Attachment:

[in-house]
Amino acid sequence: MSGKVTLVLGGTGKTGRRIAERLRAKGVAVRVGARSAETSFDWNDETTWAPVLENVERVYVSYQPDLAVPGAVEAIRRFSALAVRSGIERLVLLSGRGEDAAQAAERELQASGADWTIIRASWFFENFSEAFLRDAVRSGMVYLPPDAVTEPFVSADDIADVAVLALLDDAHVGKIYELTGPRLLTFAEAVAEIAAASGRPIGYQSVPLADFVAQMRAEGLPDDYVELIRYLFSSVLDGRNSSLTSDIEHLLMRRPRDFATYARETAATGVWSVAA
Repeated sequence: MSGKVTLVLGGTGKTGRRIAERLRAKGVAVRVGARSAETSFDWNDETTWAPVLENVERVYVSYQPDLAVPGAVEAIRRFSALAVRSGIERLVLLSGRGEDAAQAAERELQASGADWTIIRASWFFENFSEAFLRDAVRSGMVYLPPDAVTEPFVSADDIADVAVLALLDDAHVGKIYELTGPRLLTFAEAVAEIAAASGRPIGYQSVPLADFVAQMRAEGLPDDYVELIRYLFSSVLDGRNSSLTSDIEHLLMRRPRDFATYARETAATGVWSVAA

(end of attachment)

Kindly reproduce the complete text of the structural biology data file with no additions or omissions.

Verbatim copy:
[in-house]
Amino acid sequence: MSGKVTLVLGGTGKTGRRIAERLRAKGVAVRVGARSAETSFDWNDETTWAPVLENVERVYVSYQPDLAVPGAVEAIRRFSALAVRSGIERLVLLSGRGEDAAQAAERELQASGADWTIIRASWFFENFSEAFLRDAVRSGMVYLPPDAVTEPFVSADDIADVAVLALLDDAHVGKIYELTGPRLLTFAEAVAEIAAASGRPIGYQSVPLADFVAQMRAEGLPDDYVELIRYLFSSVLDGRNSSLTSDIEHLLMRRPRDFATYARETAATGVWSVAA
Repeated sequence: MSGKVTLVLGGTGKTGRRIAERLRAKGVAVRVGARSAETSFDWNDETTWAPVLENVERVYVSYQPDLAVPGAVEAIRRFSALAVRSGIERLVLLSGRGEDAAQAAERELQASGADWTIIRASWFFENFSEAFLRDAVRSGMVYLPPDAVTEPFVSADDIADVAVLALLDDAHVGKIYELTGPRLLTFAEAVAEIAAASGRPIGYQSVPLADFVAQMRAEGLPDDYVELIRYLFSSVLDGRNSSLTSDIEHLLMRRPRDFATYARETAATGVWSVAA